We all have those words or phrases that have been used in front of us so many times, but we’re never really sure what is being said, and it feels like we’d be a laughing stock if we tried to clarify what the exact word is and what it even means.
For example, a friend of mine thought that ‘rude awakening’ was actually ‘brewed awakening’ because that’s a coffee shop in her hometown. Another friend thought that when you’re trying to say you’ll see how things pan out, the phrase was to ‘play it by year’ and not ‘by ear’. One of my personal favorites, though, is when Joey Tribiani believed that facts that are now irrelevant are “moo points”.
‘Sustainability’, my friends, falls into this category. Maybe most of us can pronounce it, but for a word that is getting an increasingly large amount of airtime, can any of us define what it really means? And, for those who can pull a definition together, will all our definitions be the same? In early 2020, searches around the phrase “what does sustainable mean” increased by 100%. On this fourth Wednesday in October, which has been dubbed Sustainability Day by the Society for College and University Planning in 2002, let’s figure it out.
THE HISTORY OF ‘SUSTAINABILITY’
While the concept of sustainability has been around for as long as humans have, the original term appeared in a handbook of forestry published in 1713, called Nachhaltigkeit, meaning “sustained yield” in German. The translated term appeared in English in the 1850s and evolved to refer not just to forests, but all biological systems.
In 1987, the Brundtland Commission of the United Nations defined sustainable development as development that meets the needs of the present without compromising the ability of future generations to meet their own needs.
The commission later noted that there are three main pillars of sustainable development, which include economic growth, environmental protection, and social equality. Economic growth reinforces the importance of finding methods to generate growth without hurting the environment, environmental protection leads to investments in renewable energy and less resource extraction, and social equality and equity are pillars that focus on the social well-being of people.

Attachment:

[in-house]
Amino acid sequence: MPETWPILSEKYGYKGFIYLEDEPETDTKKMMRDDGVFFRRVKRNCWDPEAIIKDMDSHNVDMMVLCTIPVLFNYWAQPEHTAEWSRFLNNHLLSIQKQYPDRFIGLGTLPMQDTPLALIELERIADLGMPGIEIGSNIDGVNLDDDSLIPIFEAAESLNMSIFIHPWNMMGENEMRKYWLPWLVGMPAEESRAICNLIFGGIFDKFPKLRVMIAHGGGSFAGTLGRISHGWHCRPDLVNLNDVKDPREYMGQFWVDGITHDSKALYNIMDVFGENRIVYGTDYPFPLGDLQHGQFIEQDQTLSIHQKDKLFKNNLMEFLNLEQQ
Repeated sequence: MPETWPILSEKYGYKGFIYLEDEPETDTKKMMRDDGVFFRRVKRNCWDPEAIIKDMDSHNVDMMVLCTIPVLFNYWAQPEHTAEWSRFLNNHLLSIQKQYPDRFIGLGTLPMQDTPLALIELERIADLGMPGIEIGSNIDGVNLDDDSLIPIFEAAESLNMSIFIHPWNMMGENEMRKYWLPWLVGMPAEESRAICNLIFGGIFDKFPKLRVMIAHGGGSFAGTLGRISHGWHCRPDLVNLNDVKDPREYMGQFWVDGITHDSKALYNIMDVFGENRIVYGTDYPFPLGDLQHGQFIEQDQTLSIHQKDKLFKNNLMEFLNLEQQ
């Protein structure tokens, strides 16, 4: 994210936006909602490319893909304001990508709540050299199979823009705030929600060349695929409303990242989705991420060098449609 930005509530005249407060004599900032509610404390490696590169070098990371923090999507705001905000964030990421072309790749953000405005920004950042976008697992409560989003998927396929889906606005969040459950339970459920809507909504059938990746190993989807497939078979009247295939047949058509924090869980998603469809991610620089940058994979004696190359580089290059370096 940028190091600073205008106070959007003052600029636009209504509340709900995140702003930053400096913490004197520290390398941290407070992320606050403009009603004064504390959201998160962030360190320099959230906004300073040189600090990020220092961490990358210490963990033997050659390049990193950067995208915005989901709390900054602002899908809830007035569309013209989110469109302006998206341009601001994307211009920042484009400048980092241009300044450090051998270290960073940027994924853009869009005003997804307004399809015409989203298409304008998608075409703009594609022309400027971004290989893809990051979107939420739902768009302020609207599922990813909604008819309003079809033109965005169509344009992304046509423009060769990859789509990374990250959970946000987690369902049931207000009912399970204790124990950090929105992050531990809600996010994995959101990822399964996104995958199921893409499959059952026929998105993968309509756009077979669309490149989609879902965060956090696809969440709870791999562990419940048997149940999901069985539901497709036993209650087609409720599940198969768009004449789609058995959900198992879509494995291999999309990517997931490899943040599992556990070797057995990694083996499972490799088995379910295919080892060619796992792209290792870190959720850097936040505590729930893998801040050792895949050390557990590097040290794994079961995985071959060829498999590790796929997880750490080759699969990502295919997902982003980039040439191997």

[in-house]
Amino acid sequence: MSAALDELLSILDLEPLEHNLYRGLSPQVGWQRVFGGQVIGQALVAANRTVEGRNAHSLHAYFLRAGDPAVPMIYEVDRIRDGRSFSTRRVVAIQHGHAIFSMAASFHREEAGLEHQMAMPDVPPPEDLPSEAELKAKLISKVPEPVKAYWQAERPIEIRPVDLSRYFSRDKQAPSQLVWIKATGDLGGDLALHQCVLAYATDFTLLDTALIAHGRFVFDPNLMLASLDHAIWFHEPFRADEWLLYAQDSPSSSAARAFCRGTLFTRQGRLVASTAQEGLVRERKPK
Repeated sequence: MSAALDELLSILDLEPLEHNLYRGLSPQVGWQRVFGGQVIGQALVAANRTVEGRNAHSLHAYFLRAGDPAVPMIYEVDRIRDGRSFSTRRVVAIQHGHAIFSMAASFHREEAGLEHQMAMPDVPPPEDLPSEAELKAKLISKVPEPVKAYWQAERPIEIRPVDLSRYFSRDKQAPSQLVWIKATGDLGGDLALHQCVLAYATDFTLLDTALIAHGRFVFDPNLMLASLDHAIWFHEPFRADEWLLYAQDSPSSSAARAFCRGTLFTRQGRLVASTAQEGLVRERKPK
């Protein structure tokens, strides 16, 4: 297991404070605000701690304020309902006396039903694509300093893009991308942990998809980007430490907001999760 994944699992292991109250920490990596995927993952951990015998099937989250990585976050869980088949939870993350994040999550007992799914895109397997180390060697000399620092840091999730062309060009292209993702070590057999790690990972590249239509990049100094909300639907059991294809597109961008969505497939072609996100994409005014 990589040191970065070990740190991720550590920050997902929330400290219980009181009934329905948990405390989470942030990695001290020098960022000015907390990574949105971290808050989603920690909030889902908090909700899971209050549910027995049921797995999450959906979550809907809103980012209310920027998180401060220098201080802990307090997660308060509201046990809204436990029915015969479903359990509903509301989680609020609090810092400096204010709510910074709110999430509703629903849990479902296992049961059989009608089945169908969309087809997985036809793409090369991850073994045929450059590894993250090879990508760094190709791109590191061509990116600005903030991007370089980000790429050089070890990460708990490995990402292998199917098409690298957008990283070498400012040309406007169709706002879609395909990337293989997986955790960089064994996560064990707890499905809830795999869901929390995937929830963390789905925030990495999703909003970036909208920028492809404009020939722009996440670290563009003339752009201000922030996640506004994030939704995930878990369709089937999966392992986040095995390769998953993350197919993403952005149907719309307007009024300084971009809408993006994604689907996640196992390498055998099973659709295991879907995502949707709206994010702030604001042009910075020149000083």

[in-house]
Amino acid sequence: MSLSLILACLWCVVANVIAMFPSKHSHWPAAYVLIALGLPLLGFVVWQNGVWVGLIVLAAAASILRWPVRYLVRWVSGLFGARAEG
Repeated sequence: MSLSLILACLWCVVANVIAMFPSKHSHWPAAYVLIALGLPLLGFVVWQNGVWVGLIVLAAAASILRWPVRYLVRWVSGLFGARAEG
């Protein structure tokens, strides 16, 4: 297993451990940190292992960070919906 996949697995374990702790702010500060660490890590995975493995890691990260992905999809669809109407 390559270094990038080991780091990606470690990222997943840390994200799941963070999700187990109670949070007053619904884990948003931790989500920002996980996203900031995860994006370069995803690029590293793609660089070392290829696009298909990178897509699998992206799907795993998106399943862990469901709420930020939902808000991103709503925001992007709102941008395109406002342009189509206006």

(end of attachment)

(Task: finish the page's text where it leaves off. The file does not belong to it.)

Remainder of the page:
HOW WE DEFINE ‘SUSTAINABLE’
For something to be sustainable by today’s common definition, it must balance how it meets human needs with its ability to continue to do so for the foreseeable future, without degrading the natural environment.
When we think about sustainability, we think about how the UN’s three main pillars intersect, meaning that we think about the economic, social, and environmental impacts of the products we use, the way we travel, the way we purchase things, and so on.
At Finch, you’ll see us continue to use the words ‘sustainable’ and ‘sustainability’ because we haven’t found a perfect replacement that embodies all the smaller details that make our world a better place. When we say it, we mean something that can meet the needs of our current generation without compromising future ones, and we will only use it when our claims can be backed up by science.
HOW TO TELL THE DIFFERENCE BETWEEN SUSTAINABLE VS. GREEN VS. ECO-FRIENDLY
One of Finch’s core beliefs is that words have meaning. Sustainability is complicated and confusing enough as it is, and words like ‘clean’ and ‘green’ aren’t helping. Because there is no regulation around the use of these types of words, companies have co-opted them to be used for their own marketing purposes, like Fiji Water’s slogan “every drop is green,” or this overnight cream that wins a “Clean & Planet Positive Beauty” badge (oh hello, greenwashing, how not nice to see you!).
Our rule of thumb is to think twice when a product tells you it’s green, clean, or even sustainable. Certain components may be more sustainable than that of other more conventional products on the market, but that doesn’t mean that it’s a homerun. For example, that cream is packaged in a glass bottle that, hypothetically, you could put in the dishwasher when you run out of the $1.30/mL Triheptanoin, Panthenol and Xanthan Gum-filled cream. But, would you really, I don’t know, use it as a dog bowl for your 3lb Yorkie?
We are optimistic that products will soon highlight which specific aspects of it can be preferred over competitors without a catch-all phrase of green, non-toxic, chemical-free, ethical, eco-friendly, all-natural, biodegradable, or compostable.
No matter where you are in your “sustainability” journey, please let us know what the word means to you and how you plan to live in a way for which your great-great grandchildren would thank you. We all have a long way to go, so this is definitely not a moo point.